PK AS 7N
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The beginning until a5 is in prose. Then we have a meter of 4 x 17 (5/7/5 or 6/6/5). The text from there onwards is parallel to PK AS 7K followed by PK AS 7L. There is no punctuation in the metrical part except in line b5 pāda 4d a double dot at the end of a second colon.
a5. Note that the parallel PK AS 7K often has a slightly different wording and cola divsion. The colon division here is wrong. The first has four syllables, the second eight. In the second, however, seven syllables may be recovered by reading srukalñeṣṣe ime with sandhi (as is attested otherwise here) as srukalñeṣṣ= ime, even though this would mean sandhi over a colon boundary. That means that one would have to add a monosyllable word in the first colon, maybe a particle. In pāda 1b the second colon lacks one syllable, which can be recovered by reading the prose form olyapotse instead of olypotse.
a7. The middle part of pāda 1d is badly damaged; in any case the 1.sg. pronoun ñi is recognizable, as well as a form related to the adverb olya ‘more’. An adjective olyartse is recorded in the Manichean bilingual text with the same meaning as olyapotse (cf. Pinault 2008a: 103, 114). Hence it seems possible to restore this adjective here in a late variant. The restoration of the complement ‘self’ in the perlative makes sense with regard to the preceding sentence.
The first two colons of pāda 2b are wrong. From a syntactic point of view, ñi belongs to the finite verb, while the classical form would even be nesaṃ-ñ. Such a form would indeed make a correct first colon. Then one has to assume that in the original second colon a word with two syllables was left out by the scribe, who, in contrast, reinforced nesaṃ-ñ, maybe in the form nesañ, as a clearer nesan plus independent pronoun ñi. This was most likely even an easier interpretation to make since this redone manuscript is certainly late, and in this stage final -ñ was even depalatalized. Having done that, he had to leave out this other two-syllable word because the colon was then too long. Probably this word had been the quotative adverb te-mant = Skt. iti.
b1. The last colon of pāda 2b ends with ceṃ palsko yairoṣ. The parallel text PK AS 7K b4 gives us the genitive plural of the demonstrative and a singular PPt (yai)ru. However, one may keep the plural here assuming constructio ad sensum. There is no need to assume, pace Sieg 1938: 51, that the following verb yamaṃ should be included in this same colon. It does neither improve the meter nor the sense – even less so since, as a consequence, a further misspelling ceṃ for cai would have to be assumed.
b2. A correct meter of 6/6/5 can be recovered by resolving the sandhi form srukalyñeṣṣ= ; īme into srukalyñeṣṣe ; īme.
b5. The last colon of pāda 4b has one syllable too many, which can be repaired by reading the usual form star-ñ at the end. This is confirmed by the parallel PK AS 7L a1. The missing syllable in the second colon of pāda 4c can be recovered by reading onolmentsä at the end.
b6. The second colon of 5c is one syllable too short. One can recover the meter with the rhythm 6/6/5 by reading srukalñeṣṣe īme in the first colon. Sieg’s correction (Sieg 1938: 52) of nauṣ into nauṣäk in the second colon is unnecessary.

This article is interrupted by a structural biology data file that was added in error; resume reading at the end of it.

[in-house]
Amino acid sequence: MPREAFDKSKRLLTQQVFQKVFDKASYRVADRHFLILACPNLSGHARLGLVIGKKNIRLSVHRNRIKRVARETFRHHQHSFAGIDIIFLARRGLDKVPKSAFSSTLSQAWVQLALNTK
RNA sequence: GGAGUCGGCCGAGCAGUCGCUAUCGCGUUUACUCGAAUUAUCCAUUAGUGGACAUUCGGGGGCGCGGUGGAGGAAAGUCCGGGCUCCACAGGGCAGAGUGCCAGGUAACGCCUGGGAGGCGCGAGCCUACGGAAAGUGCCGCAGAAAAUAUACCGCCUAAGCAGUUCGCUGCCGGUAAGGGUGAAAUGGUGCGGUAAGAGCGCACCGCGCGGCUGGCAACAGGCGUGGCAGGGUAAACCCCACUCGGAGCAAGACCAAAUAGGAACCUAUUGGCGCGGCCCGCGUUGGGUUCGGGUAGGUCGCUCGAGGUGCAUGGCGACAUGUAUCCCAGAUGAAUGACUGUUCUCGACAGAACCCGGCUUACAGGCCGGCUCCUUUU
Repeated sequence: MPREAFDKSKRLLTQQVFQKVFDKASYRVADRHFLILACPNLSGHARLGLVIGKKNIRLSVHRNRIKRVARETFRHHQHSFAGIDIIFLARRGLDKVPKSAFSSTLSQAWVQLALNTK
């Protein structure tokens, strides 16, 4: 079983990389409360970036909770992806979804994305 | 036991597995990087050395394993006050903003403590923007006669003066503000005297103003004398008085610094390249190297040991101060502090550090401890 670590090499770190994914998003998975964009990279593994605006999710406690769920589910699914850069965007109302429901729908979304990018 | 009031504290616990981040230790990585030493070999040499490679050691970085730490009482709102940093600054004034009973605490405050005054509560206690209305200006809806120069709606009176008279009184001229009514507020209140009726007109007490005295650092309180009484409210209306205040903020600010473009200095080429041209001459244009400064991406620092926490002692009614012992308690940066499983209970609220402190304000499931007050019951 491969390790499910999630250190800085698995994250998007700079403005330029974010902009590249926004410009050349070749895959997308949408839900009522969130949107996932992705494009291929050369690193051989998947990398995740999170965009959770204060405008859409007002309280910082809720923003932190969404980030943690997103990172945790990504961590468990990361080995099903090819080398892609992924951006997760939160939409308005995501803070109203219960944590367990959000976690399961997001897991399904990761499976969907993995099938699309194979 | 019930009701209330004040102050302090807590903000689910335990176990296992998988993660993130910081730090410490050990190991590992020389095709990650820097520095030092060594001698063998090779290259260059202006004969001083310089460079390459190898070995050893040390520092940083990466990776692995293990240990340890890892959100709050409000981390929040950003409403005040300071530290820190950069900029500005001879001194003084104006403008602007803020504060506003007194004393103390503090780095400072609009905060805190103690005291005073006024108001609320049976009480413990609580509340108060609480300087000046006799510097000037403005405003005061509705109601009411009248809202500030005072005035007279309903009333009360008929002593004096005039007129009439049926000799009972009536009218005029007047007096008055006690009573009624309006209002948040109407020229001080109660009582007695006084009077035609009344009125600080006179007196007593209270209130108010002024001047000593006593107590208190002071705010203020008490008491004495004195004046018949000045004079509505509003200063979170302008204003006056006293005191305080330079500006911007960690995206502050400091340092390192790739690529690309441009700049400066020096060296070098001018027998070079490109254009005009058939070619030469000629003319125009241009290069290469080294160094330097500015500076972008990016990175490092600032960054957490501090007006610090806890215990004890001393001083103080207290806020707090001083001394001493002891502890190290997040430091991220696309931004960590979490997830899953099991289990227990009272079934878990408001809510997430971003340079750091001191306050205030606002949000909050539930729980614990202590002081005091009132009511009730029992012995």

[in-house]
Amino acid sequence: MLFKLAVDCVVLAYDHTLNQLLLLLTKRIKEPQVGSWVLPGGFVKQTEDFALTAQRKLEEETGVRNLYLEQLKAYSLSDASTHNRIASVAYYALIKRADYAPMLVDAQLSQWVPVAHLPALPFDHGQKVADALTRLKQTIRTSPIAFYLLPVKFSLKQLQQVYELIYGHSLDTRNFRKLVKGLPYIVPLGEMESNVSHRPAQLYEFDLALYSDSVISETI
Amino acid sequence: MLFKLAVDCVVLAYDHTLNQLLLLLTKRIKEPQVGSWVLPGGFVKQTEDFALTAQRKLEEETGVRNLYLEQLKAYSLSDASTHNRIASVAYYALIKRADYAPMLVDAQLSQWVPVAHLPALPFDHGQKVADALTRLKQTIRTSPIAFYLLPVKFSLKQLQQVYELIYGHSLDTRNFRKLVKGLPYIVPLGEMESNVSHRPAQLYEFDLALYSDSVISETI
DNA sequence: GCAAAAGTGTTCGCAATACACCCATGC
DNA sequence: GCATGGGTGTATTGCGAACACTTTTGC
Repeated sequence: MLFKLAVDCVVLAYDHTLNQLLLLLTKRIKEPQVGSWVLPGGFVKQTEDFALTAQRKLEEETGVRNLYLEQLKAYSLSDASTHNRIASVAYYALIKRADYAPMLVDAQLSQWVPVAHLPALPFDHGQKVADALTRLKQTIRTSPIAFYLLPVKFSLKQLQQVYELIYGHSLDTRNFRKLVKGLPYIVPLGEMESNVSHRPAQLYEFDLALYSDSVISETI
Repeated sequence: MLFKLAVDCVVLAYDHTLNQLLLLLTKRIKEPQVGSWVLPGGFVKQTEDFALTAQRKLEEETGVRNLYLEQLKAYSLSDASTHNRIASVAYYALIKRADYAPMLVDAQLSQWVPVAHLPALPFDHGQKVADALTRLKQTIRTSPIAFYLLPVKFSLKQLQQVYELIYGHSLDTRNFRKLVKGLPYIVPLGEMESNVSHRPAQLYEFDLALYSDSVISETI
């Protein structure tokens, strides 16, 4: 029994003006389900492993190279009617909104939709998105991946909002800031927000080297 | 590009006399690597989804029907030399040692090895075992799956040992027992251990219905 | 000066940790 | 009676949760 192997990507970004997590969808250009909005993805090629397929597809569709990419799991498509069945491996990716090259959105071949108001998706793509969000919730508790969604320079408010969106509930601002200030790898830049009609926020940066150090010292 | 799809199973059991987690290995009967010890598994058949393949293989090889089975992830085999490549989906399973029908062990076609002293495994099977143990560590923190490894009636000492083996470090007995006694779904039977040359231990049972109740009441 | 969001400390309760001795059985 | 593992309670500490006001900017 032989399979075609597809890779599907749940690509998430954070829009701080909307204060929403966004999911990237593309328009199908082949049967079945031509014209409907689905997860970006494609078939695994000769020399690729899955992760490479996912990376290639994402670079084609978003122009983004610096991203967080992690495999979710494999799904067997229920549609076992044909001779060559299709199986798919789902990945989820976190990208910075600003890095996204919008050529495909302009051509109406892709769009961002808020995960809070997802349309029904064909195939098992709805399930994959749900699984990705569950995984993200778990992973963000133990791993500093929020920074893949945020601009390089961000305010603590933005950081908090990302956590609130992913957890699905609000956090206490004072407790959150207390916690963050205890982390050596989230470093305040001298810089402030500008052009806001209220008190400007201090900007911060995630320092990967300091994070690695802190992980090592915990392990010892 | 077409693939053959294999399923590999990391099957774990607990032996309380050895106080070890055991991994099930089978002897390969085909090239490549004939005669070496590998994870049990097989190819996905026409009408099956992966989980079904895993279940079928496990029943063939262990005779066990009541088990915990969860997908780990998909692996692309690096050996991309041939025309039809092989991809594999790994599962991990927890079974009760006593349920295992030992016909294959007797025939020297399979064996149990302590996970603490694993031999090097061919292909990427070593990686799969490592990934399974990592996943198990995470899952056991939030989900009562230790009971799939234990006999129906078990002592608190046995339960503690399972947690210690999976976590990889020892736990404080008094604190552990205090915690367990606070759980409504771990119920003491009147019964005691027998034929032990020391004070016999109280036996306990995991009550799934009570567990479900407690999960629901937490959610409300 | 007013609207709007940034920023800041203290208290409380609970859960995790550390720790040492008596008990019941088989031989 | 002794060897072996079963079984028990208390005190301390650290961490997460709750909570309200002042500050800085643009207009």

b7. The parallel manuscript PK AS 7L a2 reads wārwäṣṣeñca ṣek “who always urges”, which makes more sense. The form palskoṣṣe is incorrect; however, note that the parallel manuscript shows the spelling pälskoṣṣe written with 〈pa〉 and double dots instead of fremdzeichen; hence, some original manuscript from which both were ultimately copied had a mistake here.
In general, this leaf shows archaic spellings beside late forms and also many simple misspellings. It seems that a scribe who himself spoke a very advanced variant of TB (or even TA?) copied from an archaic manuscript (or even from several different ones) in order to restore the damaged leaf).
Archaic spellings: rämer (a4 beside ramer in a3), tärya (b1 for tarya), metrically preserved final -ä in colon-final position (keśä in b2 and wesä in b6) beside colon-internal skwanmantsä (b5).
Late forms: karttse (a2 bis), wärpalye (a4 for wärpalñe), tn for ntn in niṣkrama〈n〉tne (a5); gen.pl onolmens (a5 for onolments), ṣem (b6 for ṣeyem, cf. 3.pl. ṣeṃ for ṣeyeṃ in other late texts).
Sometimes it is difficult to decide, e.g., pyapyai (a4) may be a mistake for either obl.sg. pyāpyai or obl.pl. pyapyai(ṃ); quite often we have short a for ā: tätarmeṃ (a6 for tättārmeṃ); yamtsi (a6 for yāmtsi), waṣmo (a7 for wāṣmo); ma (a7, b2, b3 for mā); lare (a5, a7, b3 beside the classical form lāre b5, b6); mrauskate (b3 for mrauskāte); lkalyi (b5 for lkālyi); sale (b7 for sāle); ceṃ (b1 for ceṃts) may show cluster simplification.
Georges-Jean Pinault (in collaboration with Melanie Malzahn and Michaël Peyrot)
Date of online publication: February 2012
Lévi, Sylvain (1932) Mahākarmavibhaṅga (La grande classification des actes) et Karmavibhaṅgopadeśa (Discussion sur le Mahā Karmavibhaṅga). Ernest Leroux: Paris.
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Pinault, Georges-Jean (2008) Bilingual hymn to Mani: Analysis of the Tocharian B parts, In , Studies on the Inner Asian Languages XXIII. Papers in Honour of Professor Takao Moriyasu on His 60th Birthday, 93-120.
Sieg, Emil (1938) Die Kutschischen Karmavibhaṅga-Texte der Bibliothèque Nationale in Paris. Zeitschrift für Vergleichende Sprachforschung 65, 1-54.
http://www.univie.ac.at/tocharian/?PK AS 7N
Medieninhaber: Universität Wien, Institut für Sprachwissenschaft | Inhalt: Melanie Malzahn | Programmierung: Martin Braun | Design: Patricia Katharina Hoda